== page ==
Sunday, November 28, 2010

I Worked for the SEC and Know Grandstanding When I See It

By Robert Heim

Last week we learned that the Department of Justice and the Securities and Exchange Commission are conducting criminal and civil investigations into what has been characterized as potentially a widespread insider-trading ring on Wall Street.

Federal investigators, led by US Attorney Preet Bharara, have focused on whether hedge funds received inside tips from experts about companies the funds invest in.

Federal investigations are normally highly secretive affairs.

Yet here we have seen highly publicized raids on three hedge funds and the disclosure that numerous other subpoenas have been issued.

So what gives? Why is such a large amount of information suddenly being released on these usually secretive investigations?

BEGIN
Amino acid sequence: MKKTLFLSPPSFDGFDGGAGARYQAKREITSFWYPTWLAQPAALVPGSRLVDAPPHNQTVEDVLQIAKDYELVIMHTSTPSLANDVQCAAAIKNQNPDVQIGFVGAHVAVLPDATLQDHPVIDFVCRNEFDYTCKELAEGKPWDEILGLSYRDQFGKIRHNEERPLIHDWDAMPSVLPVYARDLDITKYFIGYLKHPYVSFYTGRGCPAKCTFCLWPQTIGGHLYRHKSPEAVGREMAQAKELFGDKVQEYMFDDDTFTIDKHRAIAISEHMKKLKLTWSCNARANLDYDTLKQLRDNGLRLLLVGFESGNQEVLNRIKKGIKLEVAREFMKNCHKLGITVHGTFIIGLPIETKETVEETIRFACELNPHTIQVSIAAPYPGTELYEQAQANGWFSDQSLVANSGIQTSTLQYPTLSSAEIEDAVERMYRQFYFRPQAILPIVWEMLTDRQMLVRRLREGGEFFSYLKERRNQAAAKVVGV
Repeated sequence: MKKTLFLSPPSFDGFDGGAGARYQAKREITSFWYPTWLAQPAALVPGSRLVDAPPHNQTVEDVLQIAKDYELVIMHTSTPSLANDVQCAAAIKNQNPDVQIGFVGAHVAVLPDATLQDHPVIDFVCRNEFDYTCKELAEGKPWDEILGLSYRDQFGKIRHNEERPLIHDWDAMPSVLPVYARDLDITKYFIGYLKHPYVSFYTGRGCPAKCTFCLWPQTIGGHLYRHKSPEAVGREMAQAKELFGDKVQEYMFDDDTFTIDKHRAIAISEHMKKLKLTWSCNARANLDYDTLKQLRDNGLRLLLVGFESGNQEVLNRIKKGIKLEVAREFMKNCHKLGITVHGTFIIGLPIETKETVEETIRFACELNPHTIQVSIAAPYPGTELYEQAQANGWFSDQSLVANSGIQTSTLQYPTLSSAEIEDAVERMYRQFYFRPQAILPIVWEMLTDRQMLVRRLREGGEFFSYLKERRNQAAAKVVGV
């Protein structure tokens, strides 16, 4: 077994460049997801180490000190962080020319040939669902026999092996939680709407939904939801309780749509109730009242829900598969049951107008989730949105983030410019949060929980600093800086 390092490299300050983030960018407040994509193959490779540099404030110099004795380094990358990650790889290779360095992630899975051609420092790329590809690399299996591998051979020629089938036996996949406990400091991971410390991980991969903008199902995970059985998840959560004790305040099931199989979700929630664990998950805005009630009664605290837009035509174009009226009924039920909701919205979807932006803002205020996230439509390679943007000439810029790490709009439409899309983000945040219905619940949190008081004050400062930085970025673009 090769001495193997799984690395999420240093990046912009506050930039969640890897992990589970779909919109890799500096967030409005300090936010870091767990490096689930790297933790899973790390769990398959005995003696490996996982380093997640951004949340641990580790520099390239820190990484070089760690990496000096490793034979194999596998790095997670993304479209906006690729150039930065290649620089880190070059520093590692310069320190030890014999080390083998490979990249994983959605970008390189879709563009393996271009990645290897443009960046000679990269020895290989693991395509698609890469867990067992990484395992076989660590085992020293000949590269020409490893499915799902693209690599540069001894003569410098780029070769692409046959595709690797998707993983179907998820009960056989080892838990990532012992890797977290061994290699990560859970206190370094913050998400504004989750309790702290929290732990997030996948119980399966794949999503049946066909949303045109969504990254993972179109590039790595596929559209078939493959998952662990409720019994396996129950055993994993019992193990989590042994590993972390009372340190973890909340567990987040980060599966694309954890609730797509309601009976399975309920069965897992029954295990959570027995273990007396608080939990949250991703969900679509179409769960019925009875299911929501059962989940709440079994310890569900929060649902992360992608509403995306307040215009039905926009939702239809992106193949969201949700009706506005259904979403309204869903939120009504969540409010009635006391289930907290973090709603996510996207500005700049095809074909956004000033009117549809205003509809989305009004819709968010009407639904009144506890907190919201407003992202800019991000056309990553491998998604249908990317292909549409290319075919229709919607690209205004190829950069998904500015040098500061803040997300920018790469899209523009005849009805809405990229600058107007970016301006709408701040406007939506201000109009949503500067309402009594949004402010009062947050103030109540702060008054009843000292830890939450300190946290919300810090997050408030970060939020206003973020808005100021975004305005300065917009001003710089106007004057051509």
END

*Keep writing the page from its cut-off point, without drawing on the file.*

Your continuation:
In a word, grandstanding.

The feds' aggressive raids are an attempt to publicly demonstrate they are cracking down on Wall Street's excesses.

Tellingly, the raids only happened after the feds were caught flatfooted when an expert who had been visited by the FBI and pressured to cooperate revealed their investigation.

As a former assistant regional director for the SEC, I know that proving an insider-trading case against the hedge fund managers will be extremely tough.

Read the rest here.

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